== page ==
After school work for high school students can be a little tricky depending on the job and the student. In the United States, most states limit the number of hours per week that a student is allowed to work. Some laws even limit how late a student can expect to stay at work on a school night. All states, restrict this type of work by age. Consequently, the first real consideration about after school work is how do these laws apply to the specific student?
By the time most high school students are 17 or so, most restrictions are satisfied. This brings up a whole new list of things to be addressed. For most parents, the first concern is whether the student actually needs to work. Many young people want to work so that they don’t feel as dependent upon their parents. Their spending won’t be scrutinized as much, and they will almost always have more available cash than an allowance provides.
Most young people don’t “need” to work. They will still eat, have a place to live, and have clothing if they choose not to work. Given the feelings and financial means of the parents, the young person may not get a car to drive or have spending money to flash around in front of friends. Some parents hire their children to work for them around the house. This rarely generates the income dreamed about by the student or bragged about by friends.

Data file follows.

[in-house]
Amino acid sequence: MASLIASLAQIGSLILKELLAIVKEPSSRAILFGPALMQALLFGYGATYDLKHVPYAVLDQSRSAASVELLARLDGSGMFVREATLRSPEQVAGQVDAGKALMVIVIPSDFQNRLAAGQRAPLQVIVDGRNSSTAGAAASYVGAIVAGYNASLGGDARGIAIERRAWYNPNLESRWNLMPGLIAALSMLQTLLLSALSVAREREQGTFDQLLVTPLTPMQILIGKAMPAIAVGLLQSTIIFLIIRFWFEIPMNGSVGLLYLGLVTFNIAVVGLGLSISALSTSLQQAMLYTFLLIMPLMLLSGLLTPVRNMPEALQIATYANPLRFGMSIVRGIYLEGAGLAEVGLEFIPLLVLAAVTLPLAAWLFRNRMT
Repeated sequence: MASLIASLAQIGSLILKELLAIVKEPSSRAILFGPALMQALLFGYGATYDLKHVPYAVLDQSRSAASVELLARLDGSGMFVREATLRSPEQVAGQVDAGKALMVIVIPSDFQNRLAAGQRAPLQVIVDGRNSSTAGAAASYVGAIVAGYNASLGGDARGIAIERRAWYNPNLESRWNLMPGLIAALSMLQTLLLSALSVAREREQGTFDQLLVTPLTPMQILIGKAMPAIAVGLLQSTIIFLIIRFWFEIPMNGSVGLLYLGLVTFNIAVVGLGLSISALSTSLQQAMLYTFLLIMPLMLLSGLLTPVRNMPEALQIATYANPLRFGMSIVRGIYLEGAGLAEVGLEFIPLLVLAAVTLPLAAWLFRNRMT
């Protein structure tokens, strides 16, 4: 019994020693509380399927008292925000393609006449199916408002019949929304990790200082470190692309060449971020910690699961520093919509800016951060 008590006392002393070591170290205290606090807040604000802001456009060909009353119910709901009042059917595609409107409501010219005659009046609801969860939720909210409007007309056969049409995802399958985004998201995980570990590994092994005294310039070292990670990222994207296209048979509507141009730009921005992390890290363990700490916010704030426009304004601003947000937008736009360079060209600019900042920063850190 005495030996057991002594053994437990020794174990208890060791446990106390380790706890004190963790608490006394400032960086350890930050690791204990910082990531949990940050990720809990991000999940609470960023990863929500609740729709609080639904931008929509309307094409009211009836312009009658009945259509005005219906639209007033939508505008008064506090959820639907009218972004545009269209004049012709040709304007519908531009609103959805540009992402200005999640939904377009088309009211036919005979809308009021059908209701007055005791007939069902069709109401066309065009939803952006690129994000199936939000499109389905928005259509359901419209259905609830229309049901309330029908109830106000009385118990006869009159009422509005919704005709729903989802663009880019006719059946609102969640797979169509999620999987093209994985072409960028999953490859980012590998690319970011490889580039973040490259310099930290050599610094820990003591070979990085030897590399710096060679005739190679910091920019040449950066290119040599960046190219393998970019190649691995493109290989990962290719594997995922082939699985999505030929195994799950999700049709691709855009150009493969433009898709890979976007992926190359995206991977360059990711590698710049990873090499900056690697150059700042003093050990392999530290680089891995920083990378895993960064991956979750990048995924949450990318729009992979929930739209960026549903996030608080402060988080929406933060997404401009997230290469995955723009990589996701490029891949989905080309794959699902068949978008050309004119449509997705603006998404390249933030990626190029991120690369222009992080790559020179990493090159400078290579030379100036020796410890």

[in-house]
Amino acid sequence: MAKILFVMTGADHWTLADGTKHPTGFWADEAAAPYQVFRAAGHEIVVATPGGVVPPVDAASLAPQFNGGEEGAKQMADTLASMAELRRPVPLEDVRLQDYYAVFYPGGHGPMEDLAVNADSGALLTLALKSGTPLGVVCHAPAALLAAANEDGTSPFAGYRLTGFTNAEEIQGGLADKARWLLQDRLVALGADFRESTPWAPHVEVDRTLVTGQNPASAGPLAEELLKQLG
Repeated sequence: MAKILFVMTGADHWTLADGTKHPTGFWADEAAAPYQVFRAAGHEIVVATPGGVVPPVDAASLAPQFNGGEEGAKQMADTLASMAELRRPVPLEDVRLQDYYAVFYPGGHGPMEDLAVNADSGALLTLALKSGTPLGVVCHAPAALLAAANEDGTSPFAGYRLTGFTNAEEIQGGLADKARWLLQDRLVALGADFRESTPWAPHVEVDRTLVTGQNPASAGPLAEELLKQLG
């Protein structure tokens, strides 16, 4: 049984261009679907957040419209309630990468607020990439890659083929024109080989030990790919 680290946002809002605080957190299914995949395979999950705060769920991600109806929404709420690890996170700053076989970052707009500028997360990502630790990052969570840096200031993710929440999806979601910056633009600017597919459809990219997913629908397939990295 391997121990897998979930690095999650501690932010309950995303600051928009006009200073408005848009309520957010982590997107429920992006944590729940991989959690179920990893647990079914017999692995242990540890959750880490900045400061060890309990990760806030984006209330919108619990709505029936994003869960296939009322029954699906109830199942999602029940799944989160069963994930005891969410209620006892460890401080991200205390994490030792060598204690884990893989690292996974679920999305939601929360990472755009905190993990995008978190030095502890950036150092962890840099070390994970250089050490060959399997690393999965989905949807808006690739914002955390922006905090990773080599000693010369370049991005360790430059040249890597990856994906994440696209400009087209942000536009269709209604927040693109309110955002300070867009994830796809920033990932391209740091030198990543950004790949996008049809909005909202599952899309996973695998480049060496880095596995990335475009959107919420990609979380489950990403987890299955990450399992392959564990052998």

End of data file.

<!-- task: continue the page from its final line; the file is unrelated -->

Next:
A second concern is maintaining grades. If you child is on track to earn significant scholarships, most part-time jobs won’t be able to get close to the cash generated by even modest scholarships. A scholarship worth $2,000 per year for 4 years will be difficult to match unless your child has a rich uncle paying them $25 per hour to bag groceries.
Not only are grades a consideration here, but time to become proficient in athletics can also figure in to this equation. Many schools will give far better scholarships to top athletes than top academic performers. Practice times for many sports require enough hours per week that after school work is probably not an option.
Many after school jobs take time away from family activities. The student’s free time all but disappears when work, homework, and sleep are crowded into their life. Even weekends are often taken from the family schedule because that’s the two days employers like to give students as many hours as possible. Their full-time staff wants to have weekends off and students are hired to plug the gaps. This is mostly true in retail businesses, but heath-care related jobs also fall into this category. This weekend work can be especially troubling for families with strong religions ties.
If you have a child that has trouble staying awake in class, their part-time job will be the first thing eliminated. Try to give your working student a few weeks to develop a routine to manage time better. If after about a month, problems with alertness in class or poor grades continue to be manifested, this job probably is not for your child.